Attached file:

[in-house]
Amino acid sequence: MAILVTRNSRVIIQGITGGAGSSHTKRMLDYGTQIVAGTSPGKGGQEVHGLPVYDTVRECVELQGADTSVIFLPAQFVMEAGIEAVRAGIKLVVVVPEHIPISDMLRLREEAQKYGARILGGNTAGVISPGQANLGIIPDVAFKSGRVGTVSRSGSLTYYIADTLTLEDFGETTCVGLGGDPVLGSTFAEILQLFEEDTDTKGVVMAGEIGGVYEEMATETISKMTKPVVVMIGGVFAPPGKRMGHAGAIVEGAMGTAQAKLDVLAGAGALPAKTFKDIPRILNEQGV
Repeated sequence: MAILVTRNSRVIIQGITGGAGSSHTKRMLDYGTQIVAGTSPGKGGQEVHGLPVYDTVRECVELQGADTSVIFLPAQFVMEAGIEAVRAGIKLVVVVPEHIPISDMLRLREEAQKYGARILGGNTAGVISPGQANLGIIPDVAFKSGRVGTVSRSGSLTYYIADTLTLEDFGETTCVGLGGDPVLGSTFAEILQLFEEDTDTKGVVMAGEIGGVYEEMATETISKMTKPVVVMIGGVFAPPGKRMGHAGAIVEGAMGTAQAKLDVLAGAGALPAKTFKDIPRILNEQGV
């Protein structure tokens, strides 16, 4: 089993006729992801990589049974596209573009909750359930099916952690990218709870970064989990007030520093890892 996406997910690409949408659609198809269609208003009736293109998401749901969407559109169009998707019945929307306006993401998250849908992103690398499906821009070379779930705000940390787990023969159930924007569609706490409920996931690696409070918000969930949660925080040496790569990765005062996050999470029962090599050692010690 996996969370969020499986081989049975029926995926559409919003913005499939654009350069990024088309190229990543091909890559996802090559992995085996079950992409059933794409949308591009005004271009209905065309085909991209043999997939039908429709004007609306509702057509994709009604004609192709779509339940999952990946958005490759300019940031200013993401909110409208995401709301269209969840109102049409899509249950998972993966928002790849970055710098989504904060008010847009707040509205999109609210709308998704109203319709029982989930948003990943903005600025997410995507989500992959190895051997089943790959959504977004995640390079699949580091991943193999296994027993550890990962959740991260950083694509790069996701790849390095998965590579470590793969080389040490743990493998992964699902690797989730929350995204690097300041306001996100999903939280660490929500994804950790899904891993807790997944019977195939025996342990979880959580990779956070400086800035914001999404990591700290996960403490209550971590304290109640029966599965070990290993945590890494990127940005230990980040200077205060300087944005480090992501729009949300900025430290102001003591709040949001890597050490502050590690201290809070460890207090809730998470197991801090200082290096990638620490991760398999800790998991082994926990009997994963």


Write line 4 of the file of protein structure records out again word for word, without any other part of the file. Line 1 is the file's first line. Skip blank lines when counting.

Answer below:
């Protein structure tokens, strides 16, 4: 089993006729992801990589049974596209573009909750359930099916952690990218709870970064989990007030520093890892 996406997910690409949408659609198809269609208003009736293109998401749901969407559109169009998707019945929307306006993401998250849908992103690398499906821009070379779930705000940390787990023969159930924007569609706490409920996931690696409070918000969930949660925080040496790569990765005062996050999470029962090599050692010690 996996969370969020499986081989049975029926995926559409919003913005499939654009350069990024088309190229990543091909890559996802090559992995085996079950992409059933794409949308591009005004271009209905065309085909991209043999997939039908429709004007609306509702057509994709009604004609192709779509339940999952990946958005490759300019940031200013993401909110409208995401709301269209969840109102049409899509249950998972993966928002790849970055710098989504904060008010847009707040509205999109609210709308998704109203319709029982989930948003990943903005600025997410995507989500992959190895051997089943790959959504977004995640390079699949580091991943193999296994027993550890990962959740991260950083694509790069996701790849390095998965590579470590793969080389040490743990493998992964699902690797989730929350995204690097300041306001996100999903939280660490929500994804950790899904891993807790997944019977195939025996342990979880959580990779956070400086800035914001999404990591700290996960403490209550971590304290109640029966599965070990290993945590890494990127940005230990980040200077205060300087944005480090992501729009949300900025430290102001003591709040949001890597050490502050590690201290809070460890207090809730998470197991801090200082290096990638620490991760398999800790998991082994926990009997994963």